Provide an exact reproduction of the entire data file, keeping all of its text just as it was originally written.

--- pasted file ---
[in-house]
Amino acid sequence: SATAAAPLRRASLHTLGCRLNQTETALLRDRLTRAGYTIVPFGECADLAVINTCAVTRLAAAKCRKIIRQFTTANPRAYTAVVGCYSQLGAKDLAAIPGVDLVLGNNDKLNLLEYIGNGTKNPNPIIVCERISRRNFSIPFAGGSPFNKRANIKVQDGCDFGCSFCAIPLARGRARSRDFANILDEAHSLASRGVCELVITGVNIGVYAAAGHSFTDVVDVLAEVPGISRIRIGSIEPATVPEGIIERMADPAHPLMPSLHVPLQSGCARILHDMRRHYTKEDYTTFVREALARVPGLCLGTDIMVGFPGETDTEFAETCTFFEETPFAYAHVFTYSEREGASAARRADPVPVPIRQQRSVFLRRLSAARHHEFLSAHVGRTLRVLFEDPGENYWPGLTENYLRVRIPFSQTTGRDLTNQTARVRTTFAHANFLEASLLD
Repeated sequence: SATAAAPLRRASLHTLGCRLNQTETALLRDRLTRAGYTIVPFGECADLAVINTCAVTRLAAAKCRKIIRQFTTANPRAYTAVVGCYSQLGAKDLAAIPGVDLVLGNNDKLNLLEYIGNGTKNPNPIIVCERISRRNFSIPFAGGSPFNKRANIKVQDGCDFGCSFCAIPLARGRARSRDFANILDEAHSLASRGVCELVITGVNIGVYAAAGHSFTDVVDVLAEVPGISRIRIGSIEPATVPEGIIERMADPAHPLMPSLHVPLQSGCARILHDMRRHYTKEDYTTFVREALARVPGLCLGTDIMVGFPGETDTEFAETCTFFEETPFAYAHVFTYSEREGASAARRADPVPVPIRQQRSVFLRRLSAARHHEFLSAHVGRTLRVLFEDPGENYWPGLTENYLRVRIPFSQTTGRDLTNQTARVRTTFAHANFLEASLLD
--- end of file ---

[in-house]
Amino acid sequence: SATAAAPLRRASLHTLGCRLNQTETALLRDRLTRAGYTIVPFGECADLAVINTCAVTRLAAAKCRKIIRQFTTANPRAYTAVVGCYSQLGAKDLAAIPGVDLVLGNNDKLNLLEYIGNGTKNPNPIIVCERISRRNFSIPFAGGSPFNKRANIKVQDGCDFGCSFCAIPLARGRARSRDFANILDEAHSLASRGVCELVITGVNIGVYAAAGHSFTDVVDVLAEVPGISRIRIGSIEPATVPEGIIERMADPAHPLMPSLHVPLQSGCARILHDMRRHYTKEDYTTFVREALARVPGLCLGTDIMVGFPGETDTEFAETCTFFEETPFAYAHVFTYSEREGASAARRADPVPVPIRQQRSVFLRRLSAARHHEFLSAHVGRTLRVLFEDPGENYWPGLTENYLRVRIPFSQTTGRDLTNQTARVRTTFAHANFLEASLLD
Repeated sequence: SATAAAPLRRASLHTLGCRLNQTETALLRDRLTRAGYTIVPFGECADLAVINTCAVTRLAAAKCRKIIRQFTTANPRAYTAVVGCYSQLGAKDLAAIPGVDLVLGNNDKLNLLEYIGNGTKNPNPIIVCERISRRNFSIPFAGGSPFNKRANIKVQDGCDFGCSFCAIPLARGRARSRDFANILDEAHSLASRGVCELVITGVNIGVYAAAGHSFTDVVDVLAEVPGISRIRIGSIEPATVPEGIIERMADPAHPLMPSLHVPLQSGCARILHDMRRHYTKEDYTTFVREALARVPGLCLGTDIMVGFPGETDTEFAETCTFFEETPFAYAHVFTYSEREGASAARRADPVPVPIRQQRSVFLRRLSAARHHEFLSAHVGRTLRVLFEDPGENYWPGLTENYLRVRIPFSQTTGRDLTNQTARVRTTFAHANFLEASLLD